Vastness and voyage of discovery

Teklanika river valley panorama (Source: Wikipedia)

“Normally, we limit the meaning of perceptions. Food reminds us of eating; dirt reminds us to clean the house; snow reminds us that we have to clean off the car to get to work; a face reminds us of our love or hate. In other words, we fit what we see into a comfortable or familiar scheme. We shut any vastness or possibilities of deeper perception out of our hearts by fixating on our own interpretation of phenomena. But it is possible to go beyond personal interpretation, to let vastness into our hearts through the medium of perception. We always have a choice: we can limit our perception so that we close off vastness, or we can allow vastness to touch us.”

Chogyam Trungpa

It’s true that we live in a multi-dimensional universe in which each phenomenon can have more than one interpretation. Perhaps there is a built-in tendency in the human psyche to simplify and categorise phenomena to standardise meanings for everyone in order to achieve some form of order and understanding for the majority, if not everyone. For example, road signs and traffic lights are designed to communicate only one meaning to everyone – red light means stop, orange light means slow down, and green light means go. In the context of traffic communications, there is not much room for any other interpretation. But the very attempts to simplify the meanings of phenomena in some other contexts can limit people’s perceptions.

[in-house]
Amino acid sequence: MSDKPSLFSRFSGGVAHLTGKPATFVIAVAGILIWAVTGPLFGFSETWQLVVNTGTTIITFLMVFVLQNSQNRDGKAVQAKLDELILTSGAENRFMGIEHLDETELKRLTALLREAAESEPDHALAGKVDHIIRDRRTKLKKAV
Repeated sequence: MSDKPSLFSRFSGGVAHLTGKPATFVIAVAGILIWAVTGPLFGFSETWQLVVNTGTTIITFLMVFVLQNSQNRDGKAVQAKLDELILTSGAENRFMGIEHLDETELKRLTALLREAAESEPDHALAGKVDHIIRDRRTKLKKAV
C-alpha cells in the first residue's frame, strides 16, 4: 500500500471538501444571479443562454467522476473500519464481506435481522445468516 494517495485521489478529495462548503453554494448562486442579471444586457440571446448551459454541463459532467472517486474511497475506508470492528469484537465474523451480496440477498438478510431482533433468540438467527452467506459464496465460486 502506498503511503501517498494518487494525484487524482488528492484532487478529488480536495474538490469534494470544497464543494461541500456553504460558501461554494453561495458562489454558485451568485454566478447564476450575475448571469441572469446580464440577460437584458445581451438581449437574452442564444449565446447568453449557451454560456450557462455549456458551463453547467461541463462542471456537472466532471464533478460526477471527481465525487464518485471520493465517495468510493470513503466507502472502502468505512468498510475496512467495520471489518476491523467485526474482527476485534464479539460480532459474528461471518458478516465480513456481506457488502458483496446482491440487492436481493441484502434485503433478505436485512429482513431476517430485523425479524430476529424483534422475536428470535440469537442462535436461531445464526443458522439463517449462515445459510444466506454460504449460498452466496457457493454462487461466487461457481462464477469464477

Like what the above quote says, we all can allow vastness to touch us even as we recognise we live in a multi-dimensional world. We can see the same phenomena through different eyes and come to a broader understanding of the world we live in. Sometimes, our interpretation goes beyond words because words are only a means to an end, and words can only convey so much meanings to communicate conceptual ideas about something. When that happens, we can turn to art, poetry and music, which transcend language barriers and speak to us in ways that are beyond the literal meanings of words.

“The real voyage of discovery consists not in seeking new landscapes but in having new eyes.”

Marcel Proust

In some other cases, silence is the best way to behold and appreciate the vastness of universe as we meditate or contemplate on the phenomena we encounter. What that happens, traffic and traffic lights can become to us more than what they are supposed to be. We may see beyond the colours, the motion of vehicles, and the seeming routine and humdrum of transport and communications. The buildings and roads in the cities may become no different from mountains and valleys in a countryside: Same structures, different materials but same origin. Both urban and rural landscapes come from distant stars in their atomical composition, which brings us to my next post about iron and stars.

Blurring of lines between Nature and Us: Buildings and roads in a city resemble mountains and valleys in a countryside.
A view of the Bear River near Fielding, Utah (Source:

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